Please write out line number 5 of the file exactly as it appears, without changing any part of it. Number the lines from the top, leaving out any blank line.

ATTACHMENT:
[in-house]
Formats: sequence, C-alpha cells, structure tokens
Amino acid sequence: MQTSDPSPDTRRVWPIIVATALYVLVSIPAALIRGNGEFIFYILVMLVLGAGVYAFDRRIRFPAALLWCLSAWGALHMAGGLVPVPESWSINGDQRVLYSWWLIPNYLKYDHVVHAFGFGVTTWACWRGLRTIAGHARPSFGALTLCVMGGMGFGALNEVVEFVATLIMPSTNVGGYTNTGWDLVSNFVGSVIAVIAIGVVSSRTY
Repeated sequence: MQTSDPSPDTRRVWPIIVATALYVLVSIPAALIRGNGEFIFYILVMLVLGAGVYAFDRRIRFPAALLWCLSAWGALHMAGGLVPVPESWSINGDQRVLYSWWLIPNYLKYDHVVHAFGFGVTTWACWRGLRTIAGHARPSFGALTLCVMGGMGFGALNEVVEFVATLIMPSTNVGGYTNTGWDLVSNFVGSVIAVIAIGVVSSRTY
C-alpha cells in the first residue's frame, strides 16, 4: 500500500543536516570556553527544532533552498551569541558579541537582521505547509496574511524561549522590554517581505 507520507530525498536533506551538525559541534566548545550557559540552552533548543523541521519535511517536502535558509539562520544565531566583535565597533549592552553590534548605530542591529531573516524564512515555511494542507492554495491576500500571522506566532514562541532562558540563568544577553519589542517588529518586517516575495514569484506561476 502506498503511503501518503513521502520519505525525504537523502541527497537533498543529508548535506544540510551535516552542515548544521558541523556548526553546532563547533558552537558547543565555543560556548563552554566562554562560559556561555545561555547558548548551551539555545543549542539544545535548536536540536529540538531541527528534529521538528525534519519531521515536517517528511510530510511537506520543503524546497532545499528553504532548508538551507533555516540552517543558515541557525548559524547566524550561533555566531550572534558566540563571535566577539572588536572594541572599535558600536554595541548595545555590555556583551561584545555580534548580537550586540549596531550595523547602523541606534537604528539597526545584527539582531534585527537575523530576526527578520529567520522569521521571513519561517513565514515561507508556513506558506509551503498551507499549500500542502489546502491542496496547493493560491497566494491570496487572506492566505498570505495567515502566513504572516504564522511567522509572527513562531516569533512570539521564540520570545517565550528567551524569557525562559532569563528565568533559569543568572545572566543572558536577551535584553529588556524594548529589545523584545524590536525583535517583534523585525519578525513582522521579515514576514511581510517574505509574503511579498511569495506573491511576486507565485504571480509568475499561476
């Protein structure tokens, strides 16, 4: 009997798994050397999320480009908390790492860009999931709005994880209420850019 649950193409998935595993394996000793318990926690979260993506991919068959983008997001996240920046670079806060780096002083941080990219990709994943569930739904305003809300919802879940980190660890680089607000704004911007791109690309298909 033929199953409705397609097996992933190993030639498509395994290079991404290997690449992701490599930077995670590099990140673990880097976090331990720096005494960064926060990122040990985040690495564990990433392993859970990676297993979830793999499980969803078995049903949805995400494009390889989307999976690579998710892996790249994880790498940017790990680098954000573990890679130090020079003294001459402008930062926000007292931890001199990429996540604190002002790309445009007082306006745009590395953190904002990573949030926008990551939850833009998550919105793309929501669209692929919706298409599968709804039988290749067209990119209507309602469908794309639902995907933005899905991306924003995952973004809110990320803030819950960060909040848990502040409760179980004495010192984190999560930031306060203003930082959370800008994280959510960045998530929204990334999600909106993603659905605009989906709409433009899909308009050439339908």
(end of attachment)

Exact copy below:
C-alpha cells in the first residue's frame, strides 16, 4: 500500500543536516570556553527544532533552498551569541558579541537582521505547509496574511524561549522590554517581505 507520507530525498536533506551538525559541534566548545550557559540552552533548543523541521519535511517536502535558509539562520544565531566583535565597533549592552553590534548605530542591529531573516524564512515555511494542507492554495491576500500571522506566532514562541532562558540563568544577553519589542517588529518586517516575495514569484506561476 502506498503511503501518503513521502520519505525525504537523502541527497537533498543529508548535506544540510551535516552542515548544521558541523556548526553546532563547533558552537558547543565555543560556548563552554566562554562560559556561555545561555547558548548551551539555545543549542539544545535548536536540536529540538531541527528534529521538528525534519519531521515536517517528511510530510511537506520543503524546497532545499528553504532548508538551507533555516540552517543558515541557525548559524547566524550561533555566531550572534558566540563571535566577539572588536572594541572599535558600536554595541548595545555590555556583551561584545555580534548580537550586540549596531550595523547602523541606534537604528539597526545584527539582531534585527537575523530576526527578520529567520522569521521571513519561517513565514515561507508556513506558506509551503498551507499549500500542502489546502491542496496547493493560491497566494491570496487572506492566505498570505495567515502566513504572516504564522511567522509572527513562531516569533512570539521564540520570545517565550528567551524569557525562559532569563528565568533559569543568572545572566543572558536577551535584553529588556524594548529589545523584545524590536525583535517583534523585525519578525513582522521579515514576514511581510517574505509574503511579498511569495506573491511576486507565485504571480509568475499561476